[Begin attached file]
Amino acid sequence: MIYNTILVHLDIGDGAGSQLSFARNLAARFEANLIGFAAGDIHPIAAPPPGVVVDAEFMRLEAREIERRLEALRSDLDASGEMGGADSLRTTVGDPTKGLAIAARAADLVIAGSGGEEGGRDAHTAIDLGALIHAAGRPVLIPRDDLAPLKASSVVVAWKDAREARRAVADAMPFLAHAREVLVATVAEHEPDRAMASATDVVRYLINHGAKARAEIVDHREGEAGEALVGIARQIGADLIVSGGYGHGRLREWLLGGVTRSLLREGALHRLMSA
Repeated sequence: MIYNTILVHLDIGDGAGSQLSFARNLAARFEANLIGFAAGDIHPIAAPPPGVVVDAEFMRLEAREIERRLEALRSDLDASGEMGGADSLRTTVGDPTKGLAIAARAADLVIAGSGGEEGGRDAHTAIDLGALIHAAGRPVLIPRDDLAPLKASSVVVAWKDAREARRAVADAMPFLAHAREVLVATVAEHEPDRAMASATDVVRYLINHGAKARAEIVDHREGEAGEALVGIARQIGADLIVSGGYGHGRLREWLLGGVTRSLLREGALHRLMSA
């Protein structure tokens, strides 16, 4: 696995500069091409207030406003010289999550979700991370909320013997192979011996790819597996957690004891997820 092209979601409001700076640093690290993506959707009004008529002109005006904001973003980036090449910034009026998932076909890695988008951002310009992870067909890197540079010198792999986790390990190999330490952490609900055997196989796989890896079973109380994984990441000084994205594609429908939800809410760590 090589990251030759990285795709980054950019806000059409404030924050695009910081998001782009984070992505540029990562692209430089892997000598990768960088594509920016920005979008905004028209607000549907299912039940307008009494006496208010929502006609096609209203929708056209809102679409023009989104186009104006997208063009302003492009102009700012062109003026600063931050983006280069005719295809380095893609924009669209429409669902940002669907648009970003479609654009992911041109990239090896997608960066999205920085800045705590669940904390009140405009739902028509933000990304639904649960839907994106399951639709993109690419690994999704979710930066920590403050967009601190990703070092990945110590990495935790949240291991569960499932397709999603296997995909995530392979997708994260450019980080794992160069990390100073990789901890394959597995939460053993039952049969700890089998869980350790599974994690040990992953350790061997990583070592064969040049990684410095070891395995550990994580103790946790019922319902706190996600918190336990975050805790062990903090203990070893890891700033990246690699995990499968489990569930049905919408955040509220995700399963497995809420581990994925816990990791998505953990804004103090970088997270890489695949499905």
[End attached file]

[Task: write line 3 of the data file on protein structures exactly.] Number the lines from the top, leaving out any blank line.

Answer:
């Protein structure tokens, strides 16, 4: 696995500069091409207030406003010289999550979700991370909320013997192979011996790819597996957690004891997820 092209979601409001700076640093690290993506959707009004008529002109005006904001973003980036090449910034009026998932076909890695988008951002310009992870067909890197540079010198792999986790390990190999330490952490609900055997196989796989890896079973109380994984990441000084994205594609429908939800809410760590 090589990251030759990285795709980054950019806000059409404030924050695009910081998001782009984070992505540029990562692209430089892997000598990768960088594509920016920005979008905004028209607000549907299912039940307008009494006496208010929502006609096609209203929708056209809102679409023009989104186009104006997208063009302003492009102009700012062109003026600063931050983006280069005719295809380095893609924009669209429409669902940002669907648009970003479609654009992911041109990239090896997608960066999205920085800045705590669940904390009140405009739902028509933000990304639904649960839907994106399951639709993109690419690994999704979710930066920590403050967009601190990703070092990945110590990495935790949240291991569960499932397709999603296997995909995530392979997708994260450019980080794992160069990390100073990789901890394959597995939460053993039952049969700890089998869980350790599974994690040990992953350790061997990583070592064969040049990684410095070891395995550990994580103790946790019922319902706190996600918190336990975050805790062990903090203990070893890891700033990246690699995990499968489990569930049905919408955040509220995700399963497995809420581990994925816990990791998505953990804004103090970088997270890489695949499905």